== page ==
- Low-end D-locks tend to be vulnerable in several ways that are not applicable to chains. The lighter (and cheapest) D-locks can be almost as vulnerable as cable locks.
- A mid-range D-lock will not offer the same deterrent and protection as a chain and lock costing the same price. They are lighter to carry so they do offer a compromise for cost and weight, against security level.
- High-end D-locks can be expensive and heavy. Considering the security vulnerabilities of all D-locks, a good quality lock and chain might be a better option.
How to use
- Keep the free space within the loop to a minimum. You can fill the space by looping the lock around the rear bicycle wheel as well as the seat tube. Or you can thread it around two or three railings rather than one.
- If you have quick-release wheels, it is advisable to remove the front wheel and to lock it onto the D-lock as well. Do this by placing it next to the seat tube and passing the shackle of the lock through it. The front wheel then helps to fill space inside the 'D' as well as protecting it.
- Compact and Mini-D locks reduce vulnerability by only having a small opening within the 'D'. But this may restrict your ability to lock the cycle in certain situations. It may also prevent you from securing your quick release front wheel at the same time.
A well manufactured chain and lock would need bolt croppers as a minimum to break through it. Although thinner security rated 11mm and 13mm chains can be cut with a large bolt cropper, they offer better security than D-locks. Thicker chains offer greater security - 16mm chains are almost impossible to break with anything portable.
- In general terms, for bicycles below £1,000, an 11mm Sold Secure Bicycle Gold Standard chain is a good choice.
- For £1,000-£1,500 in value (or total value if securing multiple bikes), we recommend a similar specification 13mm chain and lock.
- Higher-value bikes (£3,000 plus) are as desirable to specialist thieves as motorbikes. Use a Sold Secure Motorbike Gold Standard chain and lock (16mm on average).
- A ground-mounted anchor locking a single bike is likely to need a 1.5m long chain. Whilst a 1.5m chain used with a wall-mounted anchor or shed shackle at crossbar/top-tube height could do a reasonable job on two bikes, a 2m chain could lock two bikes and all four wheels.
- Allow for a couple of extra links in the length to allow for the cross over at the lock.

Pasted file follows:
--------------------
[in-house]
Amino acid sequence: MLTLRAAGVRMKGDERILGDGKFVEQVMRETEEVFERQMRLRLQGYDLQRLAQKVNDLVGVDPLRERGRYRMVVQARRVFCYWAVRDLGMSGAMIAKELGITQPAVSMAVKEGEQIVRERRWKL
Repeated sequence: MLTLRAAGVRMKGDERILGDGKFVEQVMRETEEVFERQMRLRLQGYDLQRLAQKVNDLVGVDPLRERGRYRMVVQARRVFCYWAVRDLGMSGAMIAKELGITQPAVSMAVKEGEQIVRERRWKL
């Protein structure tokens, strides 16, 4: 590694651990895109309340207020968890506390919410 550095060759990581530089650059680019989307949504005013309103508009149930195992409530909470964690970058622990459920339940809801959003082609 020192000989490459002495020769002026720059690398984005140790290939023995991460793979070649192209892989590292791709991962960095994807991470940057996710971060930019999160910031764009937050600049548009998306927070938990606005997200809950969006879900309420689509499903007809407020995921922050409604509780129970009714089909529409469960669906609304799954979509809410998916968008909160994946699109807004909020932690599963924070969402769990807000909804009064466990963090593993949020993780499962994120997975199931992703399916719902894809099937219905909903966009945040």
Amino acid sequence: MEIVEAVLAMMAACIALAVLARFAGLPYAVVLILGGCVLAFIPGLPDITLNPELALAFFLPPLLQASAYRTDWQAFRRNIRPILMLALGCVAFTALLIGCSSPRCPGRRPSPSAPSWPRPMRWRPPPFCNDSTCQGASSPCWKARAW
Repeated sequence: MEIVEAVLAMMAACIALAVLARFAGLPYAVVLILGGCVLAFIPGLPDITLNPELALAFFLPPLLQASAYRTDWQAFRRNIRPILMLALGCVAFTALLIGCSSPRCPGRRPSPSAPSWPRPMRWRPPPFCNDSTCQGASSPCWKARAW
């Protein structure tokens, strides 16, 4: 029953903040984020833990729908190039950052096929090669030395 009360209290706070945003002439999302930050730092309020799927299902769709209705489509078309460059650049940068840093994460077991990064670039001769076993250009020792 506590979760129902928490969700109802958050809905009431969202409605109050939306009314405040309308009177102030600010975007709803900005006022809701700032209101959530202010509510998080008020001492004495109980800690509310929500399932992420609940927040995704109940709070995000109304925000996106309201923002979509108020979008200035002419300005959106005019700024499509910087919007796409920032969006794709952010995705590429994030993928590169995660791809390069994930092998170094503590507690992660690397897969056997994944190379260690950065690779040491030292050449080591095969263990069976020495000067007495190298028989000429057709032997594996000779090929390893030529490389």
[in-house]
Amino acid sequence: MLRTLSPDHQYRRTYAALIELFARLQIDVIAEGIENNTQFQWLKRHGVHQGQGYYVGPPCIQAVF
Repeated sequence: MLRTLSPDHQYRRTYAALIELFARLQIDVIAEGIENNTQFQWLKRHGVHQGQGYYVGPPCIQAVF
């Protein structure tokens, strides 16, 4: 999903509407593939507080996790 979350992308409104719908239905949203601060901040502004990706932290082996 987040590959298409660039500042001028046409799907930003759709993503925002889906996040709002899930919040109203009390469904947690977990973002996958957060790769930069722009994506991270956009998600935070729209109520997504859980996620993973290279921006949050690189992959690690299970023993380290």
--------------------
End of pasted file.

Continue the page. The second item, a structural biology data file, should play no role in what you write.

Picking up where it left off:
How to use
- Loop the chain through the main triangle of the frame and the rear triangle of the frame and through the rear wheel. Doing this means a thief would have to not only cut the rear wheel and tyre, as well as the frame, which is much harder.
- Loop it through a higher part of the bike and onto a higher anchoring point to keep the chain clear of the floor.
- When using ground anchors, always use the correct length of chain. Consider a secondary fixing to keep the bike upright.
- Some of the heavy duty chains may not fit through the spokes. You could use a smaller chain on your wheels and a larger one on the frame
We only recommend Secured by Design and Sold Secure rated closed shackle lock designs. They protect the most vulnerable part of the lock (the shackle), by ensuring that it is enclosed within the link of the chain itself. When selecting a lock, pick one that matches the security rating and width of your chain.
How to use
- Pass the link at one end of the chain through the link at the other end of the chain. Fix the lock to the link that pokes through.
When buying bicycle security products, look for a Sold Secure certification. Sold Secure is an independent testing body affiliated to the Master Locksmiths Association. The insurance industry and the police use them to give comparative ratings to a wide range of products for a wide range of situations.
- Buy Bicycle Silver rated products as a minimum. These may not be appropriate for bicycles worth £1,000 plus, or if stored out of normal sight.
- Look for Sold Secure Bicycle Gold wherever you can. It is a much better rating and is our preferred minimum.
- For higher-value bicycles (£1,000 plus) Motorcycle Gold security products will better guard against a determined thief but are not likely to be convenient to transport.
- Be vigilant to misleading product packaging. There are lots of “gold” rated products out there that have never been near a testing laboratory.
- Check Sold Secure or Secured By Design before you buy. Check with your insurance company to see what security standards they need for your insurance cover to be valid.
Property registration and marking
We recommend that you mark and register your bicycle. You can register your property FOR FREE using The Bike Register, a national, police approved database.
Also consider signage or stickers for your bike to let thieves know your bicycle is property marked. This will act as an extra deterrent.
If you have been a victim of bicycle theft, call 101 or Report it online